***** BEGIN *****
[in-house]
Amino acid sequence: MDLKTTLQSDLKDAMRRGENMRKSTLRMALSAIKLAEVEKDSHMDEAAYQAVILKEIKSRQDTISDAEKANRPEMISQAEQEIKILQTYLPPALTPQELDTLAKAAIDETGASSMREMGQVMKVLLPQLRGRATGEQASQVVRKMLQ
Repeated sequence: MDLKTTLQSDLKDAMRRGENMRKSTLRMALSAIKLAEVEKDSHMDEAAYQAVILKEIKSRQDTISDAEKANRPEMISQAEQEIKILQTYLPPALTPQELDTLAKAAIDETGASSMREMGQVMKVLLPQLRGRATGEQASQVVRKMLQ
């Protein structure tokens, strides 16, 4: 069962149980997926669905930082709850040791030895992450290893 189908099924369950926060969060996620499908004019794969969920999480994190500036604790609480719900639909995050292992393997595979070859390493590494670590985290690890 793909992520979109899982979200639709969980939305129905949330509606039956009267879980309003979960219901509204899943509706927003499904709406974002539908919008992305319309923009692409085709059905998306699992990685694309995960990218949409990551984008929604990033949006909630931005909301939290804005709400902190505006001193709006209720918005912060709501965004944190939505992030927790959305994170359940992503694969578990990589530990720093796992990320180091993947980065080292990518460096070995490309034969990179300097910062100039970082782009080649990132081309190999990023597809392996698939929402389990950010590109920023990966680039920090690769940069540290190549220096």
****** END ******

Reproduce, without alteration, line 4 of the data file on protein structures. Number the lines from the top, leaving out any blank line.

């Protein structure tokens, strides 16, 4: 069962149980997926669905930082709850040791030895992450290893 189908099924369950926060969060996620499908004019794969969920999480994190500036604790609480719900639909995050292992393997595979070859390493590494670590985290690890 793909992520979109899982979200639709969980939305129905949330509606039956009267879980309003979960219901509204899943509706927003499904709406974002539908919008992305319309923009692409085709059905998306699992990685694309995960990218949409990551984008929604990033949006909630931005909301939290804005709400902190505006001193709006209720918005912060709501965004944190939505992030927790959305994170359940992503694969578990990589530990720093796992990320180091993947980065080292990518460096070995490309034969990179300097910062100039970082782009080649990132081309190999990023597809392996698939929402389990950010590109920023990966680039920090690769940069540290190549220096």